In 2005, Abigail Pogrebin published Stars of David: Prominent Jews Talk About Being Jewish. The following is an excerpt from the chapter about Larry King, the legendary TV talk show host who died Saturday at 87.
Larry King changed his name from Lawrence Harvey Zeiger early in his radio career in Miami. “Nowadays, they wouldn’t have changed it,” he says. “Today in broadcasting, any name goes. But when I started in 1957, right before I went on the air, the general manager asked me what name I was going to use. I hadn’t even thought of it. He had the Miami Herald newspaper open to an ad: ‘The King’s Wholesale Liquors.’ So he said, ‘How about Larry King?’ And I said, ‘Fine.’”
King was turned off to Judaism back in Hebrew school in Bensonhurst. “I didn’t like the God of the Old Testament,” he says. “The God that’s printed there was vindictive, vain, petty, violent. Why would I want to share an afterlife with that God? And I never bought the whole story—that Moses went up the mountain and God spoke to him. I thought Moses was kind of a genius for coming up with the Ten Commandments—most of which don’t make any sense today. For instance: ‘You can’t covet.’ Everybody covets? You don’t do anything about it, but who doesn’t covet?
“So I’m not a religious Jew—I grew up away from that. But I’m so culturally Jewish. For example, the thought of mixing milk and meat would cause me to throw up. I would never take a piece of steak and a glass of milk; I think I’d faint. I’ll eat a piece of bacon. But it has to be very dry. And my mother used to bring home bacon that wasn’t from a pig.”
His mother wasn’t Orthodox, but she kept a kosher home, lit candles every Friday night, and hosted a seder. “And we ate Chinese food on Sunday like every good Jew.” King smiles. “I still do yizkor [tribute to the dead] every Yom Kippur even though I don’t believe my mother is hearing it anywhere. I don’t know if there’s a God. I’m a classic agnostic, but I’m a Jewish agnostic. That is, ‘Maybe there’s something! Don’t count it out!’”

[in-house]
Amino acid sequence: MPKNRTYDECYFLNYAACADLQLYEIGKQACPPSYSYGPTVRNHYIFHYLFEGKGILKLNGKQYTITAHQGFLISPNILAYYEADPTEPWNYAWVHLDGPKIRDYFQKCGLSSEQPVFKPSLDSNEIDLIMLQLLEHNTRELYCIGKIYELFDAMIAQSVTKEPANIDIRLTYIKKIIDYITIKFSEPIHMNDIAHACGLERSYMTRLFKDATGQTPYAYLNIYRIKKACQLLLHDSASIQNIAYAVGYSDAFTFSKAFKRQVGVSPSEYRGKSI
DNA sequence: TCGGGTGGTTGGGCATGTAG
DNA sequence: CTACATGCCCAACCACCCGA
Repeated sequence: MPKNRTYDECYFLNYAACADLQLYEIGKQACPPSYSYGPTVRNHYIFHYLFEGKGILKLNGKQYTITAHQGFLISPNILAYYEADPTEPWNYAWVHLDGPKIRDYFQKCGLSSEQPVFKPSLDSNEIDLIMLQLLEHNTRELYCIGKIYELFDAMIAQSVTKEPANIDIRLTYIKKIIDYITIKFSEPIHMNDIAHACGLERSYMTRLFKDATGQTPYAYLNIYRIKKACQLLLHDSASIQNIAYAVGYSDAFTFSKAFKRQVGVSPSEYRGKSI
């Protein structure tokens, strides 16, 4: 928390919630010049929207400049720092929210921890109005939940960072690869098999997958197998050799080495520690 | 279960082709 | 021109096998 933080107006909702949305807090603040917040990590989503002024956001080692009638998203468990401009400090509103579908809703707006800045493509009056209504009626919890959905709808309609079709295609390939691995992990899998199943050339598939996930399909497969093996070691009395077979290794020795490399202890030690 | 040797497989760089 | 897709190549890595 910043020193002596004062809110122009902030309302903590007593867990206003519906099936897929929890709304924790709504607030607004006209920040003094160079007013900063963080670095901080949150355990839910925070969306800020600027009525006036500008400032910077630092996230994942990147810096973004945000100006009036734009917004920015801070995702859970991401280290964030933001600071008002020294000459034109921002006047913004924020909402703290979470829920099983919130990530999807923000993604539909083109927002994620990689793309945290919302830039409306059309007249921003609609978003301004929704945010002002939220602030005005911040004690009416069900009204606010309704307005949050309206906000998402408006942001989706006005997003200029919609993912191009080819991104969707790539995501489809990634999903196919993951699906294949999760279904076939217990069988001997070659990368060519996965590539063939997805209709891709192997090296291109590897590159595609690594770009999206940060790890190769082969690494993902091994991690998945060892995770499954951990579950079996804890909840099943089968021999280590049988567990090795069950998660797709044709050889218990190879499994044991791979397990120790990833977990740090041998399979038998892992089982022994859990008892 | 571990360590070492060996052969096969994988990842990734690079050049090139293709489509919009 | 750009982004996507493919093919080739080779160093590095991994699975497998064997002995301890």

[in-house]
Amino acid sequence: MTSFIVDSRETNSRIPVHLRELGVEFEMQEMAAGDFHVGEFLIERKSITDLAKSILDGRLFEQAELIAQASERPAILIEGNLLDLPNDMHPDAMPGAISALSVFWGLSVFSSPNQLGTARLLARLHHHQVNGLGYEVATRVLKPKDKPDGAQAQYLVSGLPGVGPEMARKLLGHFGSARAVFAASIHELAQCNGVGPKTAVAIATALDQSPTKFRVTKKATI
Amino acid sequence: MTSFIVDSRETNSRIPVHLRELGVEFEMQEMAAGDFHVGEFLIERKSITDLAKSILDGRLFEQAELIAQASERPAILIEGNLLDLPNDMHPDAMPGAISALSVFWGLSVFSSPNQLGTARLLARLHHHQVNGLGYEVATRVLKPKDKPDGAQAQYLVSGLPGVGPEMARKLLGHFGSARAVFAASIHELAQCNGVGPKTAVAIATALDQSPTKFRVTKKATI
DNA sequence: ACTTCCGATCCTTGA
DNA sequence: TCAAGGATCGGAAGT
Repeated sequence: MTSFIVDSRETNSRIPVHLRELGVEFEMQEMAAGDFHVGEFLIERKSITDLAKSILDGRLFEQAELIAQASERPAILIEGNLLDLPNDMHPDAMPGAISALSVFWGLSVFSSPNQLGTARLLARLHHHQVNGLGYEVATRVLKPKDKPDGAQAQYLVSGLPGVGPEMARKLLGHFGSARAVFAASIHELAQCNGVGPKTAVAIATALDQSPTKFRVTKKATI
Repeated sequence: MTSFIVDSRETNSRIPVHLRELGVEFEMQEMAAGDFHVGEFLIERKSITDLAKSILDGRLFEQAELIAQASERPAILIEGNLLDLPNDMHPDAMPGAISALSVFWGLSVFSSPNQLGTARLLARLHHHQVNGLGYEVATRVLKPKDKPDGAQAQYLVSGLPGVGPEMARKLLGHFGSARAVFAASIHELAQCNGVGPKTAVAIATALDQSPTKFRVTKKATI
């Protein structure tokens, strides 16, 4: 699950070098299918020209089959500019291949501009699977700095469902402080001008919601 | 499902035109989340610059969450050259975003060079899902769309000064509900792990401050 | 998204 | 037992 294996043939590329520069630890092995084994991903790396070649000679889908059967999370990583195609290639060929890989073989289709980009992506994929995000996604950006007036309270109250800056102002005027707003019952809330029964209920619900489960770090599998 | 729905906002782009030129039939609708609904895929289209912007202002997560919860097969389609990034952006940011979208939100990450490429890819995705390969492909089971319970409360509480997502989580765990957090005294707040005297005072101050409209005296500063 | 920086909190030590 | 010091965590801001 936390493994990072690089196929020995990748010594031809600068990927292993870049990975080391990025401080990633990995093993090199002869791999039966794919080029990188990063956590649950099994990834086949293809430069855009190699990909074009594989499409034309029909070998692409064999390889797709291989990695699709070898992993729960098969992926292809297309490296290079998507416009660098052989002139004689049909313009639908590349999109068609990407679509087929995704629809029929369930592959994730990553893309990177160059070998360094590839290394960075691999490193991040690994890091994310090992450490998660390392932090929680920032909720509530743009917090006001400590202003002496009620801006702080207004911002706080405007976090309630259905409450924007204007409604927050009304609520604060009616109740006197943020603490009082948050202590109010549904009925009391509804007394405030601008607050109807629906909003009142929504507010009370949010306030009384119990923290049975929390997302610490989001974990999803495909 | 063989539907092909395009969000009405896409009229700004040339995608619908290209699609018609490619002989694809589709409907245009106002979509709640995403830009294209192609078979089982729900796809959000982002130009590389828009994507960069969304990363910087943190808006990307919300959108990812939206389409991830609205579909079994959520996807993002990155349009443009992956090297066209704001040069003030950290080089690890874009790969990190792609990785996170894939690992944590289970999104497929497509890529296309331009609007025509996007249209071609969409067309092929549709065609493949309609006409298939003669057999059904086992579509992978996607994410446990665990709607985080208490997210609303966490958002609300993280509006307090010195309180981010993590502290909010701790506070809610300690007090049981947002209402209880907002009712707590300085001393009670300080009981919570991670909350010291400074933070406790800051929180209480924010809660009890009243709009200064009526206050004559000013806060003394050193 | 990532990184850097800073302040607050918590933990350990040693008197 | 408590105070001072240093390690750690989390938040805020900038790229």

He no longer fasts on Yom Kippur. “I used to. Once I made a terrible mistake. I was a big smoker before I had a heart attack, and one year I broke the fast with a cigarette. This is not smart. When you inhale it, and you haven’t had anything—no food for twenty-four hours—I thought I was going to topple over. I used to go to William Safire’s house [the New York Times columnist]; he used to do a big break-fast dinner. He’d say, ‘Eat light. A little matzo ball soup first.’”
I ask about King’s two children (by his current wife), ages four and three at the time of our meeting. “They’re going to be Mormons,” he says, “because my wife is so devout. When we got married, I said, ‘Look, since I’m agnostic, I have no right to tell you not to teach them what you believe. But give them an opening.’ So if they ever ask me, I’d tell them the exact same thing I’m telling you; ‘I don’t buy that God, I don’t know if there’s an afterlife.’ I’ll tell them the truth. I’ll take them with me when I go to synagogue on Yom Kippur and explain what it is. I hope they choose what they want. Most people believe what their parents believe. You’re a Mormon because your father was a Mormon. I’m a Jew because my father was a Jew.”
Would it matter if his children ultimately don’t call themselves Jews? “It wouldn’t be the end of the world if they don’t, but I’d like them to know that they’re Jewish,” he replies. “Whenever we apply to schools we list them as both Jewish and Mormon. I have three grown children too—a boy, forty-seven, another boy forty, and a daughter thirty-five. The only one of the five who goes to synagogue is the boy who is forty. He’s raising his kids Jewish. I have five grandchildren. Three are being raised Jewish.” King pauses for a moment. “I just want my kids to be smart enough to learn for themselves and not be something by rote. I don’t want to believe something just because my father believed it.”
Excerpted from Stars of David: Prominent Jews Talk About Being Jewish by Abigail Pogrebin. Copyright 2005 by Abigail Pogrebin. Used by permission of Broadway Books, a division of Random House, Inc.